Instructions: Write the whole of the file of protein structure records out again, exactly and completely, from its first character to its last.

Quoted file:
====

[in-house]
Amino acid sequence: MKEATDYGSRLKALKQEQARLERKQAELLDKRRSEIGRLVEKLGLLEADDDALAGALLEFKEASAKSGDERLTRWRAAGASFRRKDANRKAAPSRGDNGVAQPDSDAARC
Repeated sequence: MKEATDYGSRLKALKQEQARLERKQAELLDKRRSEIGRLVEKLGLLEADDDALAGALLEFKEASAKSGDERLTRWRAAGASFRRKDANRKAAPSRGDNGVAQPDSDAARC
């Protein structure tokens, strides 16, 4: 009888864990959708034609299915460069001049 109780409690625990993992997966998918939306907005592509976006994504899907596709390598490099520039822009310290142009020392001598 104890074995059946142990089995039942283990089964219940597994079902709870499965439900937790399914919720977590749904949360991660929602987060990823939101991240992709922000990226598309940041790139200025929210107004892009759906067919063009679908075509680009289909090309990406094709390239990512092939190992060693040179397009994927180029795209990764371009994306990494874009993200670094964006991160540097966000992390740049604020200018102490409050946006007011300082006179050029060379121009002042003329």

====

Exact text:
[in-house]
Amino acid sequence: MKEATDYGSRLKALKQEQARLERKQAELLDKRRSEIGRLVEKLGLLEADDDALAGALLEFKEASAKSGDERLTRWRAAGASFRRKDANRKAAPSRGDNGVAQPDSDAARC
Repeated sequence: MKEATDYGSRLKALKQEQARLERKQAELLDKRRSEIGRLVEKLGLLEADDDALAGALLEFKEASAKSGDERLTRWRAAGASFRRKDANRKAAPSRGDNGVAQPDSDAARC
């Protein structure tokens, strides 16, 4: 009888864990959708034609299915460069001049 109780409690625990993992997966998918939306907005592509976006994504899907596709390598490099520039822009310290142009020392001598 104890074995059946142990089995039942283990089964219940597994079902709870499965439900937790399914919720977590749904949360991660929602987060990823939101991240992709922000990226598309940041790139200025929210107004892009759906067919063009679908075509680009289909090309990406094709390239990512092939190992060693040179397009994927180029795209990764371009994306990494874009993200670094964006991160540097966000992390740049604020200018102490409050946006007011300082006179050029060379121009002042003329």